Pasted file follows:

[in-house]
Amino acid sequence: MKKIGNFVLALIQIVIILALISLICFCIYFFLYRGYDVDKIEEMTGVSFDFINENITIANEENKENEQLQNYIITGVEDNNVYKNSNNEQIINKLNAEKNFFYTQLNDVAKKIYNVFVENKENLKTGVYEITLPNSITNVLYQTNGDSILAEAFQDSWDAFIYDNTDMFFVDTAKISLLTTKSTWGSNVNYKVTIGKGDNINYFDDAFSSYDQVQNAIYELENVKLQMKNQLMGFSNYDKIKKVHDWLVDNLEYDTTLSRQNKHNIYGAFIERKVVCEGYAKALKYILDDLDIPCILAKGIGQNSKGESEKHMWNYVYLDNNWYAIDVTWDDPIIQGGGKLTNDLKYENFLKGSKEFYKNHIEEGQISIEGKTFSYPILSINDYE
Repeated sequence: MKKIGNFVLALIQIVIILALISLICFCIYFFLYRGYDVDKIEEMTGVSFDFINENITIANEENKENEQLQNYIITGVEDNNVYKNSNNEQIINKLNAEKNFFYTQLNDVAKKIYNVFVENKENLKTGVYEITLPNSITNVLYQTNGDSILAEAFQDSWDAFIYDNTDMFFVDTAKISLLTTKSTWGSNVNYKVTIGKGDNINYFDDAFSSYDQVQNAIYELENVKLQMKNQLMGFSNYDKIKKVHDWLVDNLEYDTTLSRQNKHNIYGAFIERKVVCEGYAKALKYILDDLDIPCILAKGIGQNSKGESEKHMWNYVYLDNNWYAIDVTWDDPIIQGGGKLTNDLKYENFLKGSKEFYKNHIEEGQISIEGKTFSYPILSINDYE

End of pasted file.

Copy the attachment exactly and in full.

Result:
[in-house]
Amino acid sequence: MKKIGNFVLALIQIVIILALISLICFCIYFFLYRGYDVDKIEEMTGVSFDFINENITIANEENKENEQLQNYIITGVEDNNVYKNSNNEQIINKLNAEKNFFYTQLNDVAKKIYNVFVENKENLKTGVYEITLPNSITNVLYQTNGDSILAEAFQDSWDAFIYDNTDMFFVDTAKISLLTTKSTWGSNVNYKVTIGKGDNINYFDDAFSSYDQVQNAIYELENVKLQMKNQLMGFSNYDKIKKVHDWLVDNLEYDTTLSRQNKHNIYGAFIERKVVCEGYAKALKYILDDLDIPCILAKGIGQNSKGESEKHMWNYVYLDNNWYAIDVTWDDPIIQGGGKLTNDLKYENFLKGSKEFYKNHIEEGQISIEGKTFSYPILSINDYE
Repeated sequence: MKKIGNFVLALIQIVIILALISLICFCIYFFLYRGYDVDKIEEMTGVSFDFINENITIANEENKENEQLQNYIITGVEDNNVYKNSNNEQIINKLNAEKNFFYTQLNDVAKKIYNVFVENKENLKTGVYEITLPNSITNVLYQTNGDSILAEAFQDSWDAFIYDNTDMFFVDTAKISLLTTKSTWGSNVNYKVTIGKGDNINYFDDAFSSYDQVQNAIYELENVKLQMKNQLMGFSNYDKIKKVHDWLVDNLEYDTTLSRQNKHNIYGAFIERKVVCEGYAKALKYILDDLDIPCILAKGIGQNSKGESEKHMWNYVYLDNNWYAIDVTWDDPIIQGGGKLTNDLKYENFLKGSKEFYKNHIEEGQISIEGKTFSYPILSINDYE